Main image of article Python Debugging: How to Improve Your Skills

When you work with visual programming languages such as Delphi, C#, and VB.NET, you're a bit spoiled for debugging options as they’re nicely integrated into their IDEs. But when it comes to Python, debugging “out of the box” is a little bit cruder and primitive; single-step debugging is the main way to debug Python code, and is quite slow and clunky. It’s just easier to use print statements; Python founder Guido van Rossum (reportedly) uses them for 90 percent of his debugging.  

In this article, we’ll examine the single-step debugging, as well as other methods for debugging Python code.


PDB has one feature that distinguishes it from most debuggers I've encountered: You can run it in code (it's a Python class). It supports single-step and view stack frames, and lets you run Python code or call functions. But compared to a visual debugger, it's a little clunky.

You can extend PDB; for example, there's PyBug, which simplifies adding breakpoints to your code. There's also ipdb and pdb++; PyBug will use ipdb (if installed), which can access the iPython debugger with extra features such as syntax highlighting, tab completion and more. iPython is the popular enhanced Python shell, as well as an architecture for interactive computing.

Pdb++ is a drop-in replacement for PDB that adds more commands, sticky mode and tab completion (use the name pdbpp when installing with pip or easy_install).

These are all nice, but they don't alter the fact that it's still line-by-line debugging. So what alternatives are out there?


I came across PySnooper recently, and it's a way of seeing what’s going on inside a function. You import Pysnooper and add either of these lines:

@pysnooper.snoop()   # output to console/stderr

@pysnooper.snoop('~/logs/file.log')  # log file

Now when you run it, it outputs a load of stuff about that function to stderr or a log file path to capture output. With complex functions, the log file is probably the best way to work (rather than to screen). Pysnooper is on GitHub but you can easily install it with this pip command:

pip install pysnooper

Here's another example, running an interpolation search to find the index of a value from a list. The search algorithm code came from this page:

import pysnooper

import decimal


def InterpolationSearch(lys, val): 

    low = 0

    high = (len(lys) - 1)

    while low <= high and val >= lys[low] and val <= lys[high]:

        index = low + int(((float(high - low) / ( lys[high] - lys[low])) * ( val - lys[low])))

        if lys[index] == val:

            return index

        if lys[index] < val:

            low = index + 1;


            high = index - 1;

    return -1

print(InterpolationSearch([1,2,3,4,5,6,7,8], 6))

Running it generates this output:

Starting var:.. lys = [1, 2, 3, 4, 5, 6, ...]

Starting var:.. val = 6

16:54:02.755170 call         5 def InterpolationSearch(lys, val): 

16:54:02.755473 line         6     low = 0

New var:....... low = 0

16:54:02.755720 line         7     high = (len(lys) - 1)

New var:....... high = 7

16:54:02.756014 line         8     while low <= high and val >= lys[low] and val <= lys[high]:

16:54:02.756216 line         9         index = low + int(((float(high - low) / ( lys[high] - lys[low])) * ( val - lys[low])))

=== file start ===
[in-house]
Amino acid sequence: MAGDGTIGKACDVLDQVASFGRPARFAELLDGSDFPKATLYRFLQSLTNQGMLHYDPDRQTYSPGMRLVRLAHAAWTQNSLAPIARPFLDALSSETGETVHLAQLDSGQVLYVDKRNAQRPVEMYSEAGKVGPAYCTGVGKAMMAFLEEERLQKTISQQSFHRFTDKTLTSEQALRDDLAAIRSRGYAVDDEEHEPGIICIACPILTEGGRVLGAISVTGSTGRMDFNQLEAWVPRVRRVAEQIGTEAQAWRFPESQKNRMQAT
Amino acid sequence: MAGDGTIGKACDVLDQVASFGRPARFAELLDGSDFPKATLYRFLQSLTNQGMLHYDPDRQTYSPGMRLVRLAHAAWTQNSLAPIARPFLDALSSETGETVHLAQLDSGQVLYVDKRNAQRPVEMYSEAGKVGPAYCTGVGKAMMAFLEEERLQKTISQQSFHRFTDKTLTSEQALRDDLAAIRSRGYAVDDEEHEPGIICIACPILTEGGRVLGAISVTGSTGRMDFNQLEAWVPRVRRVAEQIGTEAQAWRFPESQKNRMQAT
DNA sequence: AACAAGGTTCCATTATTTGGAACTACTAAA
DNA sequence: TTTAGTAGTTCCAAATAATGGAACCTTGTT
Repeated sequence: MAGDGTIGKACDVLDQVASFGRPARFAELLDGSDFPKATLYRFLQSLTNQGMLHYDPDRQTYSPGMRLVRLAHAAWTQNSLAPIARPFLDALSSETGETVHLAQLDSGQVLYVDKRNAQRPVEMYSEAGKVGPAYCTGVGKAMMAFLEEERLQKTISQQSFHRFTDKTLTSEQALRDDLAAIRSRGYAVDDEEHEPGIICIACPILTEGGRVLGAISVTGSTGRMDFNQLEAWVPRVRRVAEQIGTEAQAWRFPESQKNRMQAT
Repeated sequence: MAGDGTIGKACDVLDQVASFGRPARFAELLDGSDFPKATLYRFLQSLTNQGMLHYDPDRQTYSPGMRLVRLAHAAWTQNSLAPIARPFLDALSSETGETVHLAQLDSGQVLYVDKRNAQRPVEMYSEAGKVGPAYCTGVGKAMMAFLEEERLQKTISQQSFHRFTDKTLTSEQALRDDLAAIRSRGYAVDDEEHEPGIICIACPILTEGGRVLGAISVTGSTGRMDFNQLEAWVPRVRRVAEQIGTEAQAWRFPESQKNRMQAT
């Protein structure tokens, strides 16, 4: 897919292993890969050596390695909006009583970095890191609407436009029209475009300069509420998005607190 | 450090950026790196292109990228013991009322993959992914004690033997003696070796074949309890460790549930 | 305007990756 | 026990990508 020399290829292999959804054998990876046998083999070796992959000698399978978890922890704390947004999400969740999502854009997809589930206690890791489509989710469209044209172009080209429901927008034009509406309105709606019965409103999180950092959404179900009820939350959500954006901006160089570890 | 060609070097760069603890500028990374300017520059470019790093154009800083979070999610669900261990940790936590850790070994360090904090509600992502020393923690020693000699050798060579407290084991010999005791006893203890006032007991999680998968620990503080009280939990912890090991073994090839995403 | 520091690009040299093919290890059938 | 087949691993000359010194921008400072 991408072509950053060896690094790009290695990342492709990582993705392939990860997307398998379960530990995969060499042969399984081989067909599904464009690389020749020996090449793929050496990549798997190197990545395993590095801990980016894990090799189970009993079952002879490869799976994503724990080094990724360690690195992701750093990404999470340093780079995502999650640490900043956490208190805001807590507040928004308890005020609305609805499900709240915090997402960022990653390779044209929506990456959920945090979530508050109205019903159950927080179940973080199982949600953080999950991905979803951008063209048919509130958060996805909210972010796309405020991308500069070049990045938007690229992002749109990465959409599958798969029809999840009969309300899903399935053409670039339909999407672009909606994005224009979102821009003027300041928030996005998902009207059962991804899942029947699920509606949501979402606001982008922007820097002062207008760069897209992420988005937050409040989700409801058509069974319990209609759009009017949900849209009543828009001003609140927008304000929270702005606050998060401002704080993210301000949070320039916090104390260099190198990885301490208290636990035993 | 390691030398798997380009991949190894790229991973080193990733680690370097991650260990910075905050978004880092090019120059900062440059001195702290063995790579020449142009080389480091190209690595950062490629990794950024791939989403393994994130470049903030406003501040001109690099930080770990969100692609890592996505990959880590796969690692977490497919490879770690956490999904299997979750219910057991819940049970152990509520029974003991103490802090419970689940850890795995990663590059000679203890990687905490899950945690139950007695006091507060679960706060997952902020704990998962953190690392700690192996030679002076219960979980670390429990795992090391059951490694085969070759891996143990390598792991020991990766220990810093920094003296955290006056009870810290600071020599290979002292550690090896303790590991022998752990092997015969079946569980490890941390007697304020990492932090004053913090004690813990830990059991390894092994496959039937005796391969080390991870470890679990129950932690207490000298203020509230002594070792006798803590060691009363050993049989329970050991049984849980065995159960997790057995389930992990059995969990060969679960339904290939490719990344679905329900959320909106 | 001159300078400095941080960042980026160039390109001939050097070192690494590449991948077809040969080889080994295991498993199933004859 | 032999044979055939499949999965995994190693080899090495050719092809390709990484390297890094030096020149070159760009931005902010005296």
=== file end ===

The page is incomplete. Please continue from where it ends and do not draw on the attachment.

New var:....... index = 5

16:54:02.756487 line        10         if lys[index] == val:

16:54:02.756697 line        11             return index

16:54:02.756925 return      11             return index

Return value:.. 5


Whenever a variable changes, its new value is printed out. If you want to see what’s going on inside your function, this is an excellent way—but be warned, it can generate a very large output.

Visual Studio

This is only for those who work with Windows; you can use the free Visual Studio 2019 Community edition and install the Python development workload. Run the VS Installer from the menu, perform any updates, then select modify and enable that workload.

This gives you the full interactive debugging capability, such as single-click breakpoints and view the call stack; you can even run the program in the Interactive window at the same time you step through it.

There is also the cross-platform Visual Studio code (which you can get for Windows, Linux and Mac); it provides similar debugging features as Visual Studio. Python is possibly over-supported, with over 100 free extensions. If nothing else, install Microsoft's Python extension (and possibly Don Jayamanne's Python Extension Pack); just search for Python in the extensions search and it will find them and provide one-click installs.

Make sure you follow the instructions for Microsoft's Python, as it requires you to install Python (but does most of the work for you).

Conclusion: Python Debugging is Worth Learning

I prefer print statements myself to single line debuggers such as PDB, but visual debuggers are much better (as you can see what’s changed, plus you get the enhanced navigation, etc.) It’s just my opinion, but I haven’t found anything that comes close to Visual Studio for debugging, with Visual Studio Code coming a close second on Windows and tops on Linux and Mac.

My preferred method of debugging Python and other languages when a debugger is absent is to add logging. Python has extensive logging facilities and the documentation is superb.

Another Windows-centric technique is sending output via the Windows API call OutputDebugString. This uses UDP (which is like TCP/IP but connectionless, i.e., it can send without a receiver being present). If you build it into your program, it can run quite happily, sending tons of output into “the ether” (so to speak) with minimal impact on performance. If you want to see the output, load a utility that can capture it, such as the excellent (and free) DebugView from SysInternals (now owned by Microsoft) on Windows. On Linux, the tcpdump utility can collect UDP messages.